(Originally published in Bay Windows, July 10, 2008.)
Two new works offer much-needed guidance for families with transgender members, but each approaches the subject from a different perspective. One addresses parents of transgender children, while the other targets children of transgender parents.
The Transgender Child, by Stephanie Brill and Rachel Pepper (Cleis, 2008), is subtitled, “A Handbook for Families and Professionals,” but speaks mostly to parents. With even mainstream media such as NPR and the parenting magazine Cookie broaching the subject of gender variance in children in the last few months, the appearance of a thorough, authoritative work for parents is long overdue. This book fills the need with balance and sensitivity.
The authors have each published other books on LGBT parenting: Brill authored The Queer Parent’s Primer (New Harbinger, 2001) and co-authored The New Essential Guide to Lesbian Conception, Pregnancy, and Birth (Alyson, 2002). Pepper, coordinator of LGBT Studies at Yale University and an editor at Curve magazine, wrote The Ultimate Guide to Pregnancy for Lesbians: How to Stay Sane and Care for Yourself from Pre-conception through Birth, 2nd Edition (2nd Edition, Cleis, 2005). In addition, Brill has extensive experience working with gender-nonconforming and transgender children and their parents. She started a parents’ support group at Children’s Hospital Oakland, founded Gender Spectrum Education and Training, and co-produces the national Gender Spectrum Family conference.
Brill and Pepper draw on their own knowledge and that of professional therapists, lawyers, endocrinologists, and activists. The book begins with some basic definitions and a discussion of what shapes our understanding of gender, then moves on to what parents may be experiencing if they suspect they have a transgender or gender-variant child. While Brill and Pepper are unfailingly supportive of children’s expression of gender, they also stress that not all expressions of gender nonconformity are evidence of a transgender child. The Transgender Child offers ideas for how parents can find support for themselves and their children and remain close to each other during what is often a challenging and uncertain time. It suggests specific parenting practices, such as a thoughtful use of language and careful selection of toys and clothing, that can help gender-variant children find their own paths and strengthen their sense of self-worth.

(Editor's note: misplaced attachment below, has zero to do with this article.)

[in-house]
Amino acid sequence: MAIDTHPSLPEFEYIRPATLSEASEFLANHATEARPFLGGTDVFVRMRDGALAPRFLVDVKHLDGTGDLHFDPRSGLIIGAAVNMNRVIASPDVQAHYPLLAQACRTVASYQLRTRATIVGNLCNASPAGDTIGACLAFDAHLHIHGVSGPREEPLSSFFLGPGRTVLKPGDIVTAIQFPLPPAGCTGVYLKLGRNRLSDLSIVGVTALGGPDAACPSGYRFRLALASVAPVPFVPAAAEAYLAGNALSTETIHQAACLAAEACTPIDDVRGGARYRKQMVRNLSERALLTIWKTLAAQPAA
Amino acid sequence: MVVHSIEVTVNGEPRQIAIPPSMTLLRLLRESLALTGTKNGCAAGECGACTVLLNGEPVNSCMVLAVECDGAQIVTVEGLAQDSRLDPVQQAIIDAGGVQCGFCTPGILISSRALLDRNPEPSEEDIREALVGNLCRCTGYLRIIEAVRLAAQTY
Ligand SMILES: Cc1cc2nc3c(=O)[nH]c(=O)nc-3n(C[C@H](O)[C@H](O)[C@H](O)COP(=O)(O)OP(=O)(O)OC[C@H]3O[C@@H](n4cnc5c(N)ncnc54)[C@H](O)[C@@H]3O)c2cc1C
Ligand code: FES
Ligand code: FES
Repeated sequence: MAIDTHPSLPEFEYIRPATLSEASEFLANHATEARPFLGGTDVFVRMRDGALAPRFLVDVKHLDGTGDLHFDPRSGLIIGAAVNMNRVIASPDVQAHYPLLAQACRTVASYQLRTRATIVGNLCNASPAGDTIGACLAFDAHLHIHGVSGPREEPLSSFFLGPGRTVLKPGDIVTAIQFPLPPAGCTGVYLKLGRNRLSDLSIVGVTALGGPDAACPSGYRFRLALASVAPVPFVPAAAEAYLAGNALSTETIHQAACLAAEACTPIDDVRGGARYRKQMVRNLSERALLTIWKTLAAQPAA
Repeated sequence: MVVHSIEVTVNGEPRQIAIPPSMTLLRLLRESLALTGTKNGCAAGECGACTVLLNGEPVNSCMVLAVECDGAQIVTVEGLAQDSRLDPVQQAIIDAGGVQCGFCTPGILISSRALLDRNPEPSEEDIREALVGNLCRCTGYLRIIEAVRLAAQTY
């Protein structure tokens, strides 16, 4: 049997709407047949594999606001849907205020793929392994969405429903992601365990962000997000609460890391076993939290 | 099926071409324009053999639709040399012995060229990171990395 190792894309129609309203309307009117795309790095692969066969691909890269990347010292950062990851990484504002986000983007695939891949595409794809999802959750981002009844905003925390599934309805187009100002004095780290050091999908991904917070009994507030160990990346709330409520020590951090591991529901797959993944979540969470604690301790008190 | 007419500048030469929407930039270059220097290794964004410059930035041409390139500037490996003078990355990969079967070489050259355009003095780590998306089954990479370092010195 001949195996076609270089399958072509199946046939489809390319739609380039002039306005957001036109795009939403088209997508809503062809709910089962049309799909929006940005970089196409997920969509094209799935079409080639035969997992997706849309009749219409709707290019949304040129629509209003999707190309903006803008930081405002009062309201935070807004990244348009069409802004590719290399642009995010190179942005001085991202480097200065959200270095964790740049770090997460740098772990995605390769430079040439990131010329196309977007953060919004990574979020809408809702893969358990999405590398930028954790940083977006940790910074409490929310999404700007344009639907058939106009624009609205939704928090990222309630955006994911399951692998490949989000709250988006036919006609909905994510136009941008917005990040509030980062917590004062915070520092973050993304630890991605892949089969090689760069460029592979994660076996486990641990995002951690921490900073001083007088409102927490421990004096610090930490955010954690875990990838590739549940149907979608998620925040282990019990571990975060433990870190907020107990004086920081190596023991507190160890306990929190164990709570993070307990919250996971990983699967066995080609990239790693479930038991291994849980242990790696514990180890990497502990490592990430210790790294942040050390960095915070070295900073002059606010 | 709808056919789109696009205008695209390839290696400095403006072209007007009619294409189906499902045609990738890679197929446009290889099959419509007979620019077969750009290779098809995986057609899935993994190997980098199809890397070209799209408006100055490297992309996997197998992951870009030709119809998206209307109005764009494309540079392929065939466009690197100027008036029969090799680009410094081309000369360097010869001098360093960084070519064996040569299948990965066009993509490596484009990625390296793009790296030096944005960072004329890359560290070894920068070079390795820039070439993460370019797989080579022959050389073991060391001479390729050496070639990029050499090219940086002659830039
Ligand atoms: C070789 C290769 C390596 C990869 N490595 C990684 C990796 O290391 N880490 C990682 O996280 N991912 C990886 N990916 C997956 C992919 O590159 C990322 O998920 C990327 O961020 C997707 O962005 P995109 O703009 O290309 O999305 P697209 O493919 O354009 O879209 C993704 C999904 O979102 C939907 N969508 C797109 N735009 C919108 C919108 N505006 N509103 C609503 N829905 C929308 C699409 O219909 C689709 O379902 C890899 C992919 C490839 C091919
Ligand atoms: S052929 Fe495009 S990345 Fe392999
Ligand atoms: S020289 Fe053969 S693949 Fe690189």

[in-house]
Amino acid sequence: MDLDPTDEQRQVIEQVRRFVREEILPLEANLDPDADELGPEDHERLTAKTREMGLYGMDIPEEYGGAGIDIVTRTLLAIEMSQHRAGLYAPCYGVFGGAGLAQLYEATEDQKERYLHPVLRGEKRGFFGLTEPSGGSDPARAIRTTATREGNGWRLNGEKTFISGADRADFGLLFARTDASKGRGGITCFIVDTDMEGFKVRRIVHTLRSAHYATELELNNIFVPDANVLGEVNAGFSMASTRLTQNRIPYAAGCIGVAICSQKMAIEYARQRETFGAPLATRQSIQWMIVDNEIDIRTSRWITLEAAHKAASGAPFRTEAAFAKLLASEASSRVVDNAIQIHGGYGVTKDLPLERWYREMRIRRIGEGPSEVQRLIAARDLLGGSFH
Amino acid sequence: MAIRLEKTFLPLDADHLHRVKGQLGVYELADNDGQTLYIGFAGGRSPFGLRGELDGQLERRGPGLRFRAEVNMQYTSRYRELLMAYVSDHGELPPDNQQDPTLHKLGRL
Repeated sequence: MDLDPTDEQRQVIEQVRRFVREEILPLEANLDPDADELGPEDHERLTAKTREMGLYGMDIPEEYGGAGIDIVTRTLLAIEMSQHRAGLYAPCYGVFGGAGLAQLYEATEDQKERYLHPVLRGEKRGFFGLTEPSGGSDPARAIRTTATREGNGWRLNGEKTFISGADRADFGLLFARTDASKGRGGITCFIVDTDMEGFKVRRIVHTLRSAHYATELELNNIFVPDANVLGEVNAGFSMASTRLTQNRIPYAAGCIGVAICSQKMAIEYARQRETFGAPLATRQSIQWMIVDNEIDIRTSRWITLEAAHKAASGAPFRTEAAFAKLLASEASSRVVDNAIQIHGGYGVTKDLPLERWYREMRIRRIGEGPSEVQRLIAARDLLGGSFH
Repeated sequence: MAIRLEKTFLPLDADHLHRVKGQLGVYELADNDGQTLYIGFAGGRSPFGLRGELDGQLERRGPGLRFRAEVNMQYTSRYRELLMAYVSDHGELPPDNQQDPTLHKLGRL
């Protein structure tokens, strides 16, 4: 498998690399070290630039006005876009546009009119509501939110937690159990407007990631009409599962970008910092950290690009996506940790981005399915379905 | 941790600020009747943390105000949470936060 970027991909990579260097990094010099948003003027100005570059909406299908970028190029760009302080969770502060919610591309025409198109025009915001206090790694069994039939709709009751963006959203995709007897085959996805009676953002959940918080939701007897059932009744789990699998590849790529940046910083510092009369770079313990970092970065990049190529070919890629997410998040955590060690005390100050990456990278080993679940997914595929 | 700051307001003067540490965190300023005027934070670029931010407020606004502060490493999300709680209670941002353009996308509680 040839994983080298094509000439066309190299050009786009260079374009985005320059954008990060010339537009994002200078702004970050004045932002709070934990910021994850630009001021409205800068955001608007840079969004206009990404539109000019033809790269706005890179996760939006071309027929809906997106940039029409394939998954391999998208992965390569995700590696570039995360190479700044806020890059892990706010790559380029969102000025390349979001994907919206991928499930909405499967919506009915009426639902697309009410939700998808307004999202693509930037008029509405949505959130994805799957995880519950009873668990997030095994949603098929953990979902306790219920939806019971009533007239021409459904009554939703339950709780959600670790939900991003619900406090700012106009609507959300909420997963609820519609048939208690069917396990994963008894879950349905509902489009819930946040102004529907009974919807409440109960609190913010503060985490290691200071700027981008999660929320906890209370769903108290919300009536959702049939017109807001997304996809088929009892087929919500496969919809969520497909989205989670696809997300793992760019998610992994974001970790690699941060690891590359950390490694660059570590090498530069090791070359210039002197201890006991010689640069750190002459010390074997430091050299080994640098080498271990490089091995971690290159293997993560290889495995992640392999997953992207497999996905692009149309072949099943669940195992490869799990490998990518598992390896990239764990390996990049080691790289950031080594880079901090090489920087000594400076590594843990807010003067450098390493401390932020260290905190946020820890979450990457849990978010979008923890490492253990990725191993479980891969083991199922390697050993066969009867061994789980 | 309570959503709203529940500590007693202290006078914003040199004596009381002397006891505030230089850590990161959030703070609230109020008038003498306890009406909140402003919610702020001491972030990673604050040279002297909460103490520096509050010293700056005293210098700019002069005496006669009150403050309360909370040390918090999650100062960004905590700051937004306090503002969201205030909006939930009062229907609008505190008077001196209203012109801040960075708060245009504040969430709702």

The book then focuses on how parents can best aid their children during the nonlinear process of transitioning, and how to weigh the pros and cons of disclosing their children’s gender identity to others. The authors are careful not to promote one “right” answer for everyone. The last three chapters turn to the practical yet still emotional matters of dealing with schools, the law, and medical issues.
Overall, The Transgender Child is well balanced and informed by the experiences of actual families, who are quoted throughout. At times, however, it could benefit from more detail. The list of steps schools can take to support gender-variant and transgender students, for example, includes good ideas like creating a resource guide, updating policies and forms, and providing staff training. The authors note that volunteer parents can do some of these tasks while “others require more of a system overhaul.” It would be helpful to know how other schools have implemented these overhauls with success. Who championed the cause? How did they build support? What arguments did parents use in the face of bias, apathy, or budget constraints?
There could also be a few organizational improvements. The chapter on stages of gender development would seem to fit better next to the one titled, “Is My Child Transgender?” rather than between the two chapters on family acceptance and effective parenting practices. The many additional resources listed at the end of several chapters might work better as a single categorized list at the end of the book, for easy reference.
Nevertheless, this is an immensely valuable book for parents of gender-variant and transgender children, a vital roadmap for navigating territory that remains largely uncharted.
The Kids of Trans Resource Guide, by Monica Canfield-Lenfest of the COLAGE (Children of Lesbians and Gays Everywhere) Kids of Trans program (and a KOT herself), likewise starts with basic terminology and a discussion of gender. It then provides succinct advice on matters such as what to expect when a parent transitions, what to call them, how and when to come out about being a KOT, and how to deal with shifts in family structure. It also includes a section about dealing with transphobia, but follows it with an upbeat one on “Benefits of Being a KOT.” An additional but helpful piece has “Transition Tips for Parents” to make the process easier for- everyone in the family. Like Brill and Pepper’s book, the Guide explores the many facets of each issue, includes quotes from those who have been through them before, and avoids one-size-fits-all answers.
Most importantly, the Guide discusses how to find support and community, and reassures its readers that they are not alone. It includes an extensive resource list of books, movies, and support groups, online and off.
The typography and grammar could use editing in a few places, but the work is by and large an enjoyable and readable resource. It should be of enormous value to those with transgender parents. Download a free copy and view other COLAGE resources for KOTs at: www.colage.org/programs/trans/.
Whether it is a parent or child who is transgender, Canfield-Lenfest and Brill and Pepper are in full accord that the whole family transitions together. Both of their works will help families do so with greater understanding.